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  • Writer's pictureThe San Juan Daily Star

DeSantis signs law deleting climate change from Florida policy



Gov. Ron DeSantis, (R-Fla.) speaks at the Pray Vote Stand Summit at the Omni Shoreham Hotel, in Washington on Sept. 15, 2023. (Kenny Holston/The New York Times)

By Coral Davenport


Florida’s state government will no longer be required to consider climate change when crafting energy policy under legislation signed earlier this week by Gov. Ron DeSantis, a Republican.


The new law, which passed the Florida Legislature in March and takes effect on July 1, will also prohibit the construction of offshore wind turbines in state waters and will repeal state grant programs that encourage energy conservation and renewable energy.


The legislation also deletes requirements that state agencies use climate-friendly products and purchase fuel-efficient vehicles. And it prevents any municipality from restricting the type of fuel that can be used in an appliance, such as a gas stove.


The legislation, along with two other bills DeSantis signed Wednesday, “will keep windmills off our beaches, gas in our tanks, and China out of our state,” the governor wrote on the social media platform X. “We’re restoring sanity in our approach to energy and rejecting the agenda of the radical green zealots.”


Florida is one of the states most vulnerable to the costly and deadly impacts of climate change, which is largely driven by the burning of oil, gas and coal. Multiple scientific studies have shown that the increase of heat-trapping greenhouse gases in the atmosphere has contributed to sea level rise and more flooding in the state’s coastal cities.


Last year was the hottest in Florida since 1895, and the waters off its coast heated to 90 degrees during the summer, bleaching corals and scorching marine life. Hurricane Idalia made landfall on Aug. 30 near Keaton Beach and caused an estimated $3.6 billion in damage. The year before, Hurricane Ian was blamed for more than 140 deaths and $109.5 billion in damage in Florida, becoming the costliest hurricane in state history, according to the National Oceanic and Atmospheric Administration.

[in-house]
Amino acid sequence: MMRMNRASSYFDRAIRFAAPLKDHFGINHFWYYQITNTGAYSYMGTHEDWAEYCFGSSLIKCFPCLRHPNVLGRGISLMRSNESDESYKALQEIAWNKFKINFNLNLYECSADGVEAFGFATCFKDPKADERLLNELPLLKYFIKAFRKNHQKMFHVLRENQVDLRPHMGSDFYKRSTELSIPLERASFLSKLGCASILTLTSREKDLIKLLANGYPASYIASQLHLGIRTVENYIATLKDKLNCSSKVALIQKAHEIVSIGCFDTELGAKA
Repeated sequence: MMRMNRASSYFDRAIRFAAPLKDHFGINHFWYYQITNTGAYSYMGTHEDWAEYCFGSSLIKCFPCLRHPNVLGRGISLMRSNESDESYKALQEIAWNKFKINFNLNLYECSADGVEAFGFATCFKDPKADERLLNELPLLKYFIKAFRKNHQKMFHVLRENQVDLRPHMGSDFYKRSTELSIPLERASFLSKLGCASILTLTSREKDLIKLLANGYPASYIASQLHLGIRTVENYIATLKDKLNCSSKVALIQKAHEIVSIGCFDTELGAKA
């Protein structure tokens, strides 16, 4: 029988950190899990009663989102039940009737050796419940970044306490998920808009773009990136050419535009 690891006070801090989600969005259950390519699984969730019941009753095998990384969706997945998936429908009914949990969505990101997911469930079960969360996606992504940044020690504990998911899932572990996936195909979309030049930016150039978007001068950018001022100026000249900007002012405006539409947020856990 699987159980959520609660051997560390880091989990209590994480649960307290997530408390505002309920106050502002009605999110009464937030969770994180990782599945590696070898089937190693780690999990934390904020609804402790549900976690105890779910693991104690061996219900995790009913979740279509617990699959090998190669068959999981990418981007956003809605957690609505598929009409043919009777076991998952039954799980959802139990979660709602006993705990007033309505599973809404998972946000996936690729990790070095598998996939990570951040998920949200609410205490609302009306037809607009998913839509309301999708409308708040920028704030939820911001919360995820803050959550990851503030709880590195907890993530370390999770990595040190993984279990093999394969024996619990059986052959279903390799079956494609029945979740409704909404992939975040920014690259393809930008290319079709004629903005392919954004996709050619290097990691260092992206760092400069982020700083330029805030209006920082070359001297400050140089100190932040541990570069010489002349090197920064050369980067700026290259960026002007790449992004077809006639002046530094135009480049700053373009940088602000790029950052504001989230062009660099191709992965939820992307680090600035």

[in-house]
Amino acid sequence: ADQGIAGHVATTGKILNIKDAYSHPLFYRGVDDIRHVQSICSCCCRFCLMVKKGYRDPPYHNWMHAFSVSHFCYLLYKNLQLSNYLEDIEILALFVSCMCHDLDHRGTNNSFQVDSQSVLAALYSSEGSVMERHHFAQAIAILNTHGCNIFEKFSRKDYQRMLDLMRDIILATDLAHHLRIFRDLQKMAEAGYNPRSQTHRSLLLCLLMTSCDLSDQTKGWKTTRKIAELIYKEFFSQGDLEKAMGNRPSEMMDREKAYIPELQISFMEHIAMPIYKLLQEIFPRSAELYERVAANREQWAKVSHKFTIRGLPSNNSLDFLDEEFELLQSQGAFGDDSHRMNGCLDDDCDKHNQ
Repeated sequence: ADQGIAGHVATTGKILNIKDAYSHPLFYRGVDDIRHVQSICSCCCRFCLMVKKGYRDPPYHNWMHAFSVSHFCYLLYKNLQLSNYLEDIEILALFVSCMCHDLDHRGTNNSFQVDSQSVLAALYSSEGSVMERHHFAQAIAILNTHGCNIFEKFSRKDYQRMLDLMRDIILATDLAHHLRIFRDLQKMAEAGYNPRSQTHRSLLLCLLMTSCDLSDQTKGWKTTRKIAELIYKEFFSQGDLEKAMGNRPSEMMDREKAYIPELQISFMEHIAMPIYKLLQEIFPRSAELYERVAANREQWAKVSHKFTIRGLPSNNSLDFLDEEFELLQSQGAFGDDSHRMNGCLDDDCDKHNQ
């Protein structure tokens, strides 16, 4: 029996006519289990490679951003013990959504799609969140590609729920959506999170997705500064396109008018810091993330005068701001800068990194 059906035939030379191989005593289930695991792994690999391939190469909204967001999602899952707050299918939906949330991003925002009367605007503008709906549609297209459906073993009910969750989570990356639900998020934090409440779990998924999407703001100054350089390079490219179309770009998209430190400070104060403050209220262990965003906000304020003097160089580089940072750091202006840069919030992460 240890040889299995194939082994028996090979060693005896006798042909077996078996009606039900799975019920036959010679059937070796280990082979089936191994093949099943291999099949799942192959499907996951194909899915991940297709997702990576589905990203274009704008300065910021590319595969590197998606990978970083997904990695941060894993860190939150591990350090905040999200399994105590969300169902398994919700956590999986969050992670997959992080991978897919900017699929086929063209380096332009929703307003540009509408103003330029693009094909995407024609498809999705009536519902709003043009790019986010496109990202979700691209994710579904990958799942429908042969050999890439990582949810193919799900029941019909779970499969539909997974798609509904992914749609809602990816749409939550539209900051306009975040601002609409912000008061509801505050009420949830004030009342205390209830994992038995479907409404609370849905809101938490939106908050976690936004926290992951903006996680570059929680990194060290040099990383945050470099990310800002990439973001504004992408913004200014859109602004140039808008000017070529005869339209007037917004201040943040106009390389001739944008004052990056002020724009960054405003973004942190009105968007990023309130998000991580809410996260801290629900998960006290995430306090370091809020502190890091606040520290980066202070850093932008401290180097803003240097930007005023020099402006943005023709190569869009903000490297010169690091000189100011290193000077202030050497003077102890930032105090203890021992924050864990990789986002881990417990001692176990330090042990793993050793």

Faced with growing losses from floods and increasingly extreme weather, major insurers are pulling out of the state. Florida homeowners are scrambling to find coverage and, when they do, are paying some of the highest insurance premiums in the country. Thousands have enrolled in the state’s high-risk insurance pool of last resort, a fund that DeSantis has said is “insolvent.” Instability in the insurance market threatens Florida real estate and, by extension, the state’s economy, experts say.


The governor has supported programs to make communities more resilient to extreme weather.


But DeSantis, who suspended his bid for the Republican presidential nomination in January, has attacked climate policies as part of a push in the broader partisan culture wars. In a presidential debate last fall, DeSantis promised that “on Day One, I’m taking all the Biden regulations, the Green New Deal, ripping it up and throwing it in the trash can where it belongs.”


Biden’s climate regulations are not the Green New Deal, a sweeping legislative package, promoted by progressives, that has not passed Congress.


Last year, DeSantis rejected $346 million that was available in federal funds to help Florida residents make their homes more energy-efficient, despite a request from the state Legislature that Florida accept the money.


Florida is largely powered by natural gas, which provided about 74% of the state’s total net electricity generation in 2022. Nuclear power supplied about 12%, and solar and coal provided the remainder, according to the U.S. Energy Information Administration. Florida has no offshore wind industry.


Brooke Alexander-Goss, the clean energy organizing manager for the Florida chapter of the Sierra Club, said that DeSantis had “failed” his constituents by signing the bill.


“Allowing this bill to become law jeopardizes the health and safety of all Floridians, further proving that his top priority is to appease large corporations and fossil fuel companies,” she said. “We will pay more at the pump and for our insurance premiums, and we will certainly see increases in climate-related disasters and deaths.”


Michael B. Gerrard, director of the Sabin Center for Climate Change Law at Columbia University, said that the deletion of climate change as a priority is largely a symbolic action that does not prohibit lawmakers from considering climate change in state energy policy.


“If they had a differently-minded governor in the future, the governor could still say, ‘I want to consider climate change,’” Gerrard said. “It’s not banned.”


But, he said, the symbolism could still have a political effect. “It’s a strong signaling device that could have an effect on private-sector actions, such as investment in clean-energy efforts in the state, and research in the universities,” Gerrard said. “Students and professors who care deeply about climate change are not going to be drawn to Florida, and climate research dollars could flow elsewhere.”

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